Reuters (with additional material by AP). 29 January 2002. Twelve
Colombians Killed, 22 Missing in Blasts.
BOGOTA -- An explosion in a Marxist guerrilla weapons dump killed seven
raiding Colombian soldiers and left 22 missing on Tuesday, and a car
bomb killed five civilians in a southern city, the army said.
An army spokesman blamed the latest car bombing, in a restaurant
district of the city of Florencia, on the Revolutionary Armed Forces of
Colombia -- known by the Spanish initials FARC.
It came during an apparent offensive by the 17,000-member Marxist force,
launched since they signed a landmark agreement with the government to
reach a cease-fire deal by April 7.
The soldiers were killed storming a house where the FARC had stored an
estimated two tons of dynamite in the El Dorado district of the central
Colombian province of Meta.
The dump exploded. But it was not clear whether guerrillas set off the
dynamite or whether it had gone of by accident.
Troops were still trying to account for their missing comrades around
the ruins of the house.
Another six wounded were taken to a hospital in the nearby city of
The army's Fourth Division said in a written statement that troops had
seized the cache after fighting in which four FARC guerrillas were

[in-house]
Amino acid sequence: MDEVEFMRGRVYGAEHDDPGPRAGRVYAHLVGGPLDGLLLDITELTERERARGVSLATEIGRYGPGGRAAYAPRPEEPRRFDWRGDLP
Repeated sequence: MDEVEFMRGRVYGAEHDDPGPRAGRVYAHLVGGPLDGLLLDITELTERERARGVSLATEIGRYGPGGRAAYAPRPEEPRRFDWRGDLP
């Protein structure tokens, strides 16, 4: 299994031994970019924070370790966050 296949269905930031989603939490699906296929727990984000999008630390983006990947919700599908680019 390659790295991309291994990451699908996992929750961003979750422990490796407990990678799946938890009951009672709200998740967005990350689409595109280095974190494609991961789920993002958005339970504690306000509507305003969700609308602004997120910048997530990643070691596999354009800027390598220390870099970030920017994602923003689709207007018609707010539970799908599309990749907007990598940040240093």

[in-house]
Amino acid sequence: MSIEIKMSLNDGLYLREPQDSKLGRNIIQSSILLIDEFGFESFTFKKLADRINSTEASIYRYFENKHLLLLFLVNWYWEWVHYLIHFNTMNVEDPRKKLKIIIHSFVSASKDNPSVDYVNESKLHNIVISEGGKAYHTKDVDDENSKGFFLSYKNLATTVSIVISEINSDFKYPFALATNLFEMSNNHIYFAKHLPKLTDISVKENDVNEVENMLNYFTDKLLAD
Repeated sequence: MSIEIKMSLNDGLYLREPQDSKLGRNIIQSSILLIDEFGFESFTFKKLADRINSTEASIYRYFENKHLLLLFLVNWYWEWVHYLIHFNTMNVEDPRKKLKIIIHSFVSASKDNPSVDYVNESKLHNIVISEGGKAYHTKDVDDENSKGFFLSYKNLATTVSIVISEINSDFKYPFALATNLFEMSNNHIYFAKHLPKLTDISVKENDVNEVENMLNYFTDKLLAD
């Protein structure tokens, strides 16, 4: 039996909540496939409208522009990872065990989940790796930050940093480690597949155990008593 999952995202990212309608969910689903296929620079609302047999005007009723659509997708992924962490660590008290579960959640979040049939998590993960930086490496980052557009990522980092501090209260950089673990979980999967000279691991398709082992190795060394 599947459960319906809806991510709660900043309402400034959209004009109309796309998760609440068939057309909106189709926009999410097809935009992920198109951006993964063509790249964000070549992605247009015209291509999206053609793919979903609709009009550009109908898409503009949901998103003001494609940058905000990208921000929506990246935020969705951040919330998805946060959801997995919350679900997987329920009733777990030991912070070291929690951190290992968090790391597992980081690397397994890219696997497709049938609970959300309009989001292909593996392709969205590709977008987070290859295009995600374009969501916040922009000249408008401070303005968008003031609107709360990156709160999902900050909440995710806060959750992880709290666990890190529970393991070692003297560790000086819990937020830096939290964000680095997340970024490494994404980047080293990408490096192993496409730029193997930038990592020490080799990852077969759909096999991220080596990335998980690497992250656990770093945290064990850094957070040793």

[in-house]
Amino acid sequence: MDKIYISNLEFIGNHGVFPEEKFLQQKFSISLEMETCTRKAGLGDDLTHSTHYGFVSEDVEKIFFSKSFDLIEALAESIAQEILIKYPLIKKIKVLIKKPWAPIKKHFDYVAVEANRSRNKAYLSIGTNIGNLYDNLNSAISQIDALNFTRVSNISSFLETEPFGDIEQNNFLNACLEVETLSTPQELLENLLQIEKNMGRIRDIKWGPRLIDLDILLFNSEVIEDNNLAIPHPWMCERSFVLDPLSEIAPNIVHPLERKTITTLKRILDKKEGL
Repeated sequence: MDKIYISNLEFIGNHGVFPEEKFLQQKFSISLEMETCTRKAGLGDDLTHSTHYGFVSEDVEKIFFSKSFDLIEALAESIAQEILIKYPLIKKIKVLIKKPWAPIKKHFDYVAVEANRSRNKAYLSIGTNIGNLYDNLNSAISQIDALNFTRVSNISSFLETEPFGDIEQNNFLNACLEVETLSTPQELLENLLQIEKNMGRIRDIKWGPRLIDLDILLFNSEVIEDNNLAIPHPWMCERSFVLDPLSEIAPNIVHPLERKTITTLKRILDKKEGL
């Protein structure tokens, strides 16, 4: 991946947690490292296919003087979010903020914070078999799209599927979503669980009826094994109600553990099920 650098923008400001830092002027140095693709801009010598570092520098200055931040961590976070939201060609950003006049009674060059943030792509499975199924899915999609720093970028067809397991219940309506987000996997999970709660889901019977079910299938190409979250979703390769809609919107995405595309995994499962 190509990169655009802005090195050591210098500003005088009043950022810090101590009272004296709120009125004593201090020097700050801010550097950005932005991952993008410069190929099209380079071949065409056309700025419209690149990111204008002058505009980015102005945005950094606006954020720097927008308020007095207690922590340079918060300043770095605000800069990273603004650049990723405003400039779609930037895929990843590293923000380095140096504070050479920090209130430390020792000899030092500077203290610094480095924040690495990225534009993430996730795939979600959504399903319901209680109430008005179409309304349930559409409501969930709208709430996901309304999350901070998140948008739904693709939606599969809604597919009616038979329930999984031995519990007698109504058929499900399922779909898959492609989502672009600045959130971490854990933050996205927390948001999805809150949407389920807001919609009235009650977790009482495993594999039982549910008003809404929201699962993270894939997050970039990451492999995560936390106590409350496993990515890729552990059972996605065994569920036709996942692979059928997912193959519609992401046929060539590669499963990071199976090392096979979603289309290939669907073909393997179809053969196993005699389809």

killed. At least six soldiers were wounded in the explosion.
"At this moment the troops are (trying)... to locate 22 army members who
are missing as a result of the explosion," said the statement signed by
division commander Gen. Arcesio Barrero.
Later on Tuesday evening, a car bomb activated by remote control
exploded as a military convoy passed through Florencia's restaurant
district, killing five civilians including two children, an army
He pointed the finger at the FARC, which is known to have a presence in
Florencia. The city lies two hours' drive from a Switzerland-sized chunk
of land granted the rebels by President Andres Pastrana to start peace
talks three years ago.
The Florencia car bomb, which also injured 10 soldiers and policemen as
well as one civilian, exploded just before peak dining time on Tuesday
evening. The city has long been a battleground not only for the FARC and
the army, but also for far-right paramilitaries -- who target the
Rather than the cease-fire deal's heralding an easing in fighting, the
rebels have stepped up attacks against military units, and bombings of
energy and water infrastructure.
Many analysts say the guerrillas could be making a show of military
might to prove that it they have not turned soft after agreeing to
negotiate a cease-fire with the government.
Others point to internal divisions within the guerrilla force, which is
calling for land redistribution and social reforms.
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